Britain's parliament will launch a probe into the interest rate rigging scandal that has claimed the job of Barclays chairman Marcus Agius, Prime Minister David Cameron says.
The announcement came hours after Agius resigned over revelations that Barclays traders had lied about the interest rates other banks were charging it for loans.
Britain's Serious Fraud Office said on Monday it is considering whether it was "both appropriate and possible to bring criminal prosecutions" over the issue, adding that it hoped to conclude within a month.
Cameron said people "want to see bankers who acted improperly punished, and they want to know we will learn the broader lessons of what happened in this particular scandal".
"I want to establish a full parliamentary inquiry involving both houses, chaired by the chairman of the Commons Treasury Select Committee," he told parliament.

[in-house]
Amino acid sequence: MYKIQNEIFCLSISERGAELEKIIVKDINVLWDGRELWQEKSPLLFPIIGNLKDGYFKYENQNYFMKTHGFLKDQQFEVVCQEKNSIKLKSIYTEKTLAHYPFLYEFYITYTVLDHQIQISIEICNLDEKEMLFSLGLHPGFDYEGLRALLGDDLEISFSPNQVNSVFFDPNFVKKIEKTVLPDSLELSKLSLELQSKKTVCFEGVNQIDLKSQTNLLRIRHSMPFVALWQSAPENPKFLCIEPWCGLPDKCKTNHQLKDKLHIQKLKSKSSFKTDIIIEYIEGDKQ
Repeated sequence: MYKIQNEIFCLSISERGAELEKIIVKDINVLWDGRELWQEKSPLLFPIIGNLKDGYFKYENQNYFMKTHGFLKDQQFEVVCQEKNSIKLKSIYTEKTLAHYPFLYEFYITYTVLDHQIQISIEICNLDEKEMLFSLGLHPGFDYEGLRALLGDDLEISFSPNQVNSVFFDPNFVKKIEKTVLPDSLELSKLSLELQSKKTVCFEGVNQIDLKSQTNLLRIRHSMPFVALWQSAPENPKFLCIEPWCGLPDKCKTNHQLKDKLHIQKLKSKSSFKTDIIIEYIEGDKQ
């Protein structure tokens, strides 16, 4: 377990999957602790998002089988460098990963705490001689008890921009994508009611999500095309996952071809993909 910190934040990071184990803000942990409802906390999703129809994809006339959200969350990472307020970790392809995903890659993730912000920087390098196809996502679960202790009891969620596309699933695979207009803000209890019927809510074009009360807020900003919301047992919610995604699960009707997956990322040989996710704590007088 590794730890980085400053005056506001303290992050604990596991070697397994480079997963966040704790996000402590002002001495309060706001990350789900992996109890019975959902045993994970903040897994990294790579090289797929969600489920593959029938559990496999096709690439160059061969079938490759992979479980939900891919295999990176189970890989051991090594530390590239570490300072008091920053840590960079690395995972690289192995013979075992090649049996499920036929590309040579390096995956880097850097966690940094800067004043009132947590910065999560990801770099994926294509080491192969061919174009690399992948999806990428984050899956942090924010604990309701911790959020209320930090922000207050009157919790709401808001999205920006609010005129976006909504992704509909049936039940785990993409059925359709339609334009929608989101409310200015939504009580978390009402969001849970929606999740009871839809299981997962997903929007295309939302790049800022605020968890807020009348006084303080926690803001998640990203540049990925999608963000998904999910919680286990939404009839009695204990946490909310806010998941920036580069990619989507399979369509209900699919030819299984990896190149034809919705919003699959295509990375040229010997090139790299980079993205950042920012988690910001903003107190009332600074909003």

"This committee will be able to take evidence under oath.
"It will have full access to papers, officials and ministers, including ministers and special advisers from the last government, and it will be given, by the government, all of the resources it needs to do its job properly."
Cameron said Britain also needed to raise taxes on banks and introduce "the toughest and most transparent rules on pay and bonuses of any major financial centre in the world".
The inquiry would "be able to start immediately", the prime minister said. "It will get to the truth quickly so we can make sure this never happens again."
The manipulation of interest rates concerned the Libor and Euribor rates which play a key role on global markets, affecting what banks, businesses and individuals pay to borrow.
On Sunday it emerged that bailed-out Royal Bank of Scotland (RBS) had sacked four traders over their alleged involvement in the affair, raising suspicions the practice may have been widespread.